With the Mortgage Market Review due to be implemented in April 2014, there is inevitably a considerable amount of change in the industry at the present. But, against this busy backdrop, one thing that advisers may have overlooked is that of credit abuse.
The term credit abuse is used by lenders when undisclosed adverse credit is found to be registered against the customer. It is often found at addresses which have not been disclosed at the mortgage application stage.
Intermediaries are required to make declarations on behalf of their customers reflecting their true financial history. This is a key part of the application process which will be used to ensure a full and accurate credit assessment is made. A false declaration will impact a customer’s ability to secure the required mortgage and may impact on their ability to obtain future credit.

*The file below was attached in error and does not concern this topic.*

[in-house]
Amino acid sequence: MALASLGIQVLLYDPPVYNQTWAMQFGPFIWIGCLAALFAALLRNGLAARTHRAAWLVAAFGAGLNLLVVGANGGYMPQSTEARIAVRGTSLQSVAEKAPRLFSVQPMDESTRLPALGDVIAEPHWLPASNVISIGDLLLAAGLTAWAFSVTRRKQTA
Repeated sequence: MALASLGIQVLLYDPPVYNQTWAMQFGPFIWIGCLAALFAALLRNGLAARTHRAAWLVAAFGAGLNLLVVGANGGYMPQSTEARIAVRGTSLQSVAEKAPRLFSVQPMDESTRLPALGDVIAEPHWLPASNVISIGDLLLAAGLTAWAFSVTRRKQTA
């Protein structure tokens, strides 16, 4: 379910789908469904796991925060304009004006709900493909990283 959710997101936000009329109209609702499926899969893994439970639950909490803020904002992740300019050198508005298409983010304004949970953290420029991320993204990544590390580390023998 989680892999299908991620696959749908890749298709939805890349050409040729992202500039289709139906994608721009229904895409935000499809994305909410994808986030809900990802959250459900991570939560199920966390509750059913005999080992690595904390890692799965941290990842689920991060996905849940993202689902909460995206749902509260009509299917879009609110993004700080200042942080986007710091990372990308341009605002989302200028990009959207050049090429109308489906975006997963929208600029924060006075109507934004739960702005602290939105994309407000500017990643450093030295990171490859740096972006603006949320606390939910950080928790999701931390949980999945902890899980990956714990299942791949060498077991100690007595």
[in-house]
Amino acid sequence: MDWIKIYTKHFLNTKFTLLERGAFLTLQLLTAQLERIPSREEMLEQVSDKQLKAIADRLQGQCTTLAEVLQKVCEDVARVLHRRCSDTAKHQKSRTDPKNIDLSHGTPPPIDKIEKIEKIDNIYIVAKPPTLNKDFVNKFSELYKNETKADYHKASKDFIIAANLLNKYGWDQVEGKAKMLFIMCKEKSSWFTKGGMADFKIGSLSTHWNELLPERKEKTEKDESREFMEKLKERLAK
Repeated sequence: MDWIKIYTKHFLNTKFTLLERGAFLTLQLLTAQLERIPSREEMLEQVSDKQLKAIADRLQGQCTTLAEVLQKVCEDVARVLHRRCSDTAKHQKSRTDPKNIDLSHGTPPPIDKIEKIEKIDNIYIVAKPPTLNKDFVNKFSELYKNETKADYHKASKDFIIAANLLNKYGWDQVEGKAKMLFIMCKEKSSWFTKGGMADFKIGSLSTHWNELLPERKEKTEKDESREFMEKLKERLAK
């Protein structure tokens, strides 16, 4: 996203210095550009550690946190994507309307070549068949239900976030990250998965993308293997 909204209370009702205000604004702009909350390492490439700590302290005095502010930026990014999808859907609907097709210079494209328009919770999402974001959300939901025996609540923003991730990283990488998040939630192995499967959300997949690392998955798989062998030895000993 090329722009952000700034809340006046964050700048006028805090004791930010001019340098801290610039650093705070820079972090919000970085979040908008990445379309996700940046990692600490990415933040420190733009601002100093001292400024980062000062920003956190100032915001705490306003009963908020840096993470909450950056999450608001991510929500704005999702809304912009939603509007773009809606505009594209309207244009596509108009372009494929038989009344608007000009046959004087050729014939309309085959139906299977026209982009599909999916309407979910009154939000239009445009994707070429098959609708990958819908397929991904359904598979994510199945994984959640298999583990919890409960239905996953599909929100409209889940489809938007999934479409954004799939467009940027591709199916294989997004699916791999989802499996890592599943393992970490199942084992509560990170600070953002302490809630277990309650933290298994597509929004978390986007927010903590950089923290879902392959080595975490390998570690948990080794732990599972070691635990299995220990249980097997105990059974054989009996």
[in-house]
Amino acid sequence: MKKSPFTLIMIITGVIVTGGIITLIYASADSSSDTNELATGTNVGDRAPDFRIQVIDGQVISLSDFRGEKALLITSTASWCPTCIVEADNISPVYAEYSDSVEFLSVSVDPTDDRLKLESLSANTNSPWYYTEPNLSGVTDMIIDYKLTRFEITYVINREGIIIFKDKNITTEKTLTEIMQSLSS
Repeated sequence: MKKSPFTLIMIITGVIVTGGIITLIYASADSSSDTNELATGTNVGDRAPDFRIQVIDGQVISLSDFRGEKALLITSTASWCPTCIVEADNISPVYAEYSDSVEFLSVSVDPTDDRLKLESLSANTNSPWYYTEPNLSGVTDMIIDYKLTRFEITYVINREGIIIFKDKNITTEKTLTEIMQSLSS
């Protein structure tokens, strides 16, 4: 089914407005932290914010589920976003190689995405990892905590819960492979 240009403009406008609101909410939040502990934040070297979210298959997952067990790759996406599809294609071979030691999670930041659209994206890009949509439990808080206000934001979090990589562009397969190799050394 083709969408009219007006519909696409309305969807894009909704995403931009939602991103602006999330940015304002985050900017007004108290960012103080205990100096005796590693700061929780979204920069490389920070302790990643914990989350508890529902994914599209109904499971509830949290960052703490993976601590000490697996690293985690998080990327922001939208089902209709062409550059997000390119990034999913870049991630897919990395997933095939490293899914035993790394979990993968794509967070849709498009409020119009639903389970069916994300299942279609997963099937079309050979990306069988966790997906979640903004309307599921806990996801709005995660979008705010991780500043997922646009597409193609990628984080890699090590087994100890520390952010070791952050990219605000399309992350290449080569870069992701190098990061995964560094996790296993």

Lenders will check credit bureau information and files for up to six yearsso all adverse data should be declared. No matter how small, it will be picked up by lender’s credit score.
Advisers that fail to disclose everything fall into the category of non-disclosure and lenders could consequently become concerned about their relationships with customers. This demonstrates the importance of brokers getting to know their customers.
It is therefore prudent for brokers to ask customers to obtain a credit report prior to submitting a decision in principle or application. Not only will it highlight any adverse credit and previous addresses, but also other lending the customer may have forgotten about, such as ‘buy now pay later’ loans and old credit cards with nil balances.
By closing old credit or store card accounts customers can increase their overall credit score.
The key point is for advisers not to try to underwrite cases themselves. Quite simply, don’t dismiss anything, but make sure everything is disclosed.